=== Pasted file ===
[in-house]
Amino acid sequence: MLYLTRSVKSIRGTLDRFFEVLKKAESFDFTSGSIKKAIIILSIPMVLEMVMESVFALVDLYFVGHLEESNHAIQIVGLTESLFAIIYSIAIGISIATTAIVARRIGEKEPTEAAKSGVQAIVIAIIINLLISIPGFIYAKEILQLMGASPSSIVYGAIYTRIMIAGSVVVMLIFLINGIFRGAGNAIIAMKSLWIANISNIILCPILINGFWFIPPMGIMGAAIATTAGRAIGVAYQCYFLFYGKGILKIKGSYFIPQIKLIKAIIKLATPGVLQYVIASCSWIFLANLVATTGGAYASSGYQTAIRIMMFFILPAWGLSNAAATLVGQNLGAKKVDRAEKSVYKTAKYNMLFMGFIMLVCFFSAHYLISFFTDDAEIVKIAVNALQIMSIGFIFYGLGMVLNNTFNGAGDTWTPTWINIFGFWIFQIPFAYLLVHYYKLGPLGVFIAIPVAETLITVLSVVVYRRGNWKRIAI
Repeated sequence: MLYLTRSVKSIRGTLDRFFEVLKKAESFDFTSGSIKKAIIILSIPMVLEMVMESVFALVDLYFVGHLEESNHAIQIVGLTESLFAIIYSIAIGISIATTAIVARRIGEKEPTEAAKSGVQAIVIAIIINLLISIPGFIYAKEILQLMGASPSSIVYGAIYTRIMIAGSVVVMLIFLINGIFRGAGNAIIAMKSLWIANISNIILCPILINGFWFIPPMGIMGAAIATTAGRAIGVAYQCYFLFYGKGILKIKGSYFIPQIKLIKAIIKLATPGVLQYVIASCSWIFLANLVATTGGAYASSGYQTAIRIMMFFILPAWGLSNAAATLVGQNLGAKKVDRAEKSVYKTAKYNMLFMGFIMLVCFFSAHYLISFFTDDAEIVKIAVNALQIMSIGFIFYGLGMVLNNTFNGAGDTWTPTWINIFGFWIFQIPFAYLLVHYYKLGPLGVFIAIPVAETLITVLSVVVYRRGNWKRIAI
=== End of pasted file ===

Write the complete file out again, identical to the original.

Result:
[in-house]
Amino acid sequence: MLYLTRSVKSIRGTLDRFFEVLKKAESFDFTSGSIKKAIIILSIPMVLEMVMESVFALVDLYFVGHLEESNHAIQIVGLTESLFAIIYSIAIGISIATTAIVARRIGEKEPTEAAKSGVQAIVIAIIINLLISIPGFIYAKEILQLMGASPSSIVYGAIYTRIMIAGSVVVMLIFLINGIFRGAGNAIIAMKSLWIANISNIILCPILINGFWFIPPMGIMGAAIATTAGRAIGVAYQCYFLFYGKGILKIKGSYFIPQIKLIKAIIKLATPGVLQYVIASCSWIFLANLVATTGGAYASSGYQTAIRIMMFFILPAWGLSNAAATLVGQNLGAKKVDRAEKSVYKTAKYNMLFMGFIMLVCFFSAHYLISFFTDDAEIVKIAVNALQIMSIGFIFYGLGMVLNNTFNGAGDTWTPTWINIFGFWIFQIPFAYLLVHYYKLGPLGVFIAIPVAETLITVLSVVVYRRGNWKRIAI
Repeated sequence: MLYLTRSVKSIRGTLDRFFEVLKKAESFDFTSGSIKKAIIILSIPMVLEMVMESVFALVDLYFVGHLEESNHAIQIVGLTESLFAIIYSIAIGISIATTAIVARRIGEKEPTEAAKSGVQAIVIAIIINLLISIPGFIYAKEILQLMGASPSSIVYGAIYTRIMIAGSVVVMLIFLINGIFRGAGNAIIAMKSLWIANISNIILCPILINGFWFIPPMGIMGAAIATTAGRAIGVAYQCYFLFYGKGILKIKGSYFIPQIKLIKAIIKLATPGVLQYVIASCSWIFLANLVATTGGAYASSGYQTAIRIMMFFILPAWGLSNAAATLVGQNLGAKKVDRAEKSVYKTAKYNMLFMGFIMLVCFFSAHYLISFFTDDAEIVKIAVNALQIMSIGFIFYGLGMVLNNTFNGAGDTWTPTWINIFGFWIFQIPFAYLLVHYYKLGPLGVFIAIPVAETLITVLSVVVYRRGNWKRIAI